My parenting technique has always
leaned toward the stricter side. At least I thought so. Until I read
Amy Chua’s article in the Wall Street Journal which has gone Internet viral, Why Chinese Mothers Are Superior . I have nothing on
Chinese moms. I know she has a book she’s trying to sell and so any
publicity is good publicity, but wow. Calling your overweight kid
“fatty?” I mean, ouch, right? But oh it’s such a fine line we walk when we as parents think we’re superior.
I do think she makes some excellent
points on parenting. In so many ways, us Western parents are
too lenient. I know of several families in which the children are
squarely in charge. I’ve watched parents calmly and quietly repeat their child’s
name, “Dylan? Dylan. Dylan? Dylan. Please stop pounding Ethan’s
head into the sand. Dylan? Dylan.” And they expected to get results. But “Dylan” has grown up to be a fine young man, so who am I to judge?
I love what Chua says about not
letting kids give up, on activities or themselves. I’m a huge
proponent of never allowing my kids to quit something when the going
gets tough. “Karate Kids” A City Mom, March 2006 Especially when learning just about anything–math,
an instrument, a sport–is hard in the beginning and only get easier
with time and practice. But there are limits. I think forcing your
child to play a song on the piano for hours straight until she gets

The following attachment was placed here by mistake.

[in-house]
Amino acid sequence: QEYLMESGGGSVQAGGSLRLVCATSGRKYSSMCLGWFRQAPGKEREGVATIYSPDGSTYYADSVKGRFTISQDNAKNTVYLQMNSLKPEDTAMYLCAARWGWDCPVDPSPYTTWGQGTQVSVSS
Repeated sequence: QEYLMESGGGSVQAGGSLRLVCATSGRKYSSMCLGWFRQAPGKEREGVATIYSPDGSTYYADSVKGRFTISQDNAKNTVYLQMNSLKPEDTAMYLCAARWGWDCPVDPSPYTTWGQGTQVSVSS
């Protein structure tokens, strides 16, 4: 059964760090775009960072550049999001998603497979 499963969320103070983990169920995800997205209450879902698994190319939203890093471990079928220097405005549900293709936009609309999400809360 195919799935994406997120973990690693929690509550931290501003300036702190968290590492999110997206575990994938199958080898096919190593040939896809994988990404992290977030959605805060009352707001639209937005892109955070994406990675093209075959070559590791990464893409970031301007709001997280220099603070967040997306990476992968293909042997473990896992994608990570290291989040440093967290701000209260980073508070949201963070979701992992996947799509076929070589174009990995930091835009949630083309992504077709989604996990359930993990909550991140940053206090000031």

it right borders on cruelty, whether Carnegie Hall is in her future
or not. My sons are Taekwondo black belts now and I won’t tell you
how many times they talked about quitting martial arts early on and I wouldn’t let
them. But every situation is different. My daughter started piano
lessons last year. And she wanted to quit last year. And I let her.
Her plate was already full with acclimating to her new life and
language and academics. As much as she wanted to learn piano at the
time, it became more of a frustration–for all of us. How can you
foster a love of music and learning when everyone is stressed-out and
frustrated? I felt it was more important for her to have as much of a
childhood as she could, considering she’d missed out on most of it,
and we can get back to music lessons later.
All three of my children are excellent students. They’re well behaved and well adjusted and respectful of adults and their peers. Maybe it’s all just DNA, but with my daughter being adopted, I think maybe I can give my husband and myself a little bit of the credit. And lest you think I’m feeling superior, I’ve been knocking on wood all through this paragraph and know the jury is still out. I’ll even take full responsibility if all three of them completely rebel and I end up on a first name basis with a bail bondsman named Louie.
My daughter is now talking about learning guitar, and we’ll allow music lessons back into her life when the time is right. Right now, academics are the most important thing. When we do, she will be made to stick with her instrument of choice until she gets through the hard parts. And if she thinks I’m being too mean and strict about it, Chua will sell one more copy of her book, which I imagine (I hope!) is the real truth behind her superiority complex.